Time and major catastrophe permitting, the laconically padding surly beast will cure our ills; but the current road'll ensure those who can't afford it (law of the jungle/the market - take your pick) will fall by the wayside, leaving those who can (first paragraph provisions permitting) working harder each year to pay for it, or briefly bypassing introduced regulatory hurdles stopping the manufacturing of nothing, wrapping it in nothing and promulgating it as first class investments, as another artificial construct means you take home less than you did the year before, and more of what you buy is just that little bit more expensive than the month before, (unless you live in a hyper-inflating construct, then every second's more expensive) until something's tweaked stopping people realising they're playing with loaded dice, suddenly noticing every-thing's really nought, except a pile of doings.
Until that day, happy snoozing.
Yay,how appropriate this is the 300th iffy post of tripe, just need to flick through those brochures for something nice and new and shi- oh dear, computer says no.
Thursday, 3 June 2010
When did royal mail counters turn into a hybridisation cloning programme between estate agents and used car salesmen?
It has been a while, since i felt the cold dark northerly winds tousling my hair upon entering the cullis’d gates of ‘mail of royal’. Well it would have being had i popped in and had to queue; but there wasn’t a queue, however it did feel oldie-worldly having to fill in an application form and send it through the post.
So it would have remained and i would have left with a quaint and fuzzy warmness; instead it just had to go and take a running leap over the cliff and plummet into the chasm of the disturbed hope.
Seemingly, we can do everything electronically and online (not long soon before birth and death themselves are conquered); but i remembered a time when you could pop into your post office, simply state that you required a letter recorded or delivered, paid your money and be more or less certain it would be delivered and a signature obtained.
Rose tints? Always, for the good old days.
Yesterday i popped in asked that good old question, to be greeted with a, "it's not secure you know. If you want to make sure it reaches its destination you should send it special or registered,"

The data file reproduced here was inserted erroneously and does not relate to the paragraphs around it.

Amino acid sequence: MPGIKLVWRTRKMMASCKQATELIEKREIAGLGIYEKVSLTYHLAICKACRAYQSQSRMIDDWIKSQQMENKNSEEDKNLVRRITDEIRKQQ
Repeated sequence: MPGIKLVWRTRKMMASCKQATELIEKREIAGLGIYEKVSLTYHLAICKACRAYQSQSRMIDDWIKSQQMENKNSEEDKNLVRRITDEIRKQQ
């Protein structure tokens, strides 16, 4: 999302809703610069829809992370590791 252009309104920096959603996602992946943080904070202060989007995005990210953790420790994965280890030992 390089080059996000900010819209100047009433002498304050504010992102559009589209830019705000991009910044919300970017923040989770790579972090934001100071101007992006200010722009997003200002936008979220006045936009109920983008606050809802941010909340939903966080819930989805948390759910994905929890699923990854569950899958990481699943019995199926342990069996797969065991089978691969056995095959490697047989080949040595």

"Recorded will just get a signature at the other end, but it might not get there!"
I briefly wondered if this was an opening salvo across the bows, but took the perverse view of ‘meh’, and if it failed to reach the other end, would give me something else to quip over, as my quip carrier’s running low again.
"How much is special delivery?" I thought it best to enquire.
"£5.50," the royal-mail person came back, quick as a flash.
"Ok. No, i'll stick with recorded," i smiled, flashing a toothy plug grin in return.
The look of disappointment on the royal-mail face was palpable. But before the upper lip could twitch, a cog on the other side turned. "Do you have savings?"
"Pardon," i asked, wondering when i'd walked into a sales upgrade convention.
"We do safe and secure savings."
And no i didn't enquire as to what was actually meant, not so soon after serious doubt had already been placed on the likelihood of my special, but cheaply sent letter, reaching its final destination; due to potential hijacking, kidnapping or pilfering by one of the royal-mail persons mobile colleagues.
Instead i bit my tongue, "thanks, but i already have savings. My money’s safely locked away,” – all $2.85c of it.
"Ok,” the royal-mail person disappointedly intoned, “just remember that we're always here."
That i will, and luckily so is another the branch where if you get looked at (let alone grunted to) and come out unscathed, can be viewed as damned good service, and it’s only a nice walk down... ah yes, knife pin alley!
Let’s see now; corporate drone, knife pin alley, corporate drone, knife pin al-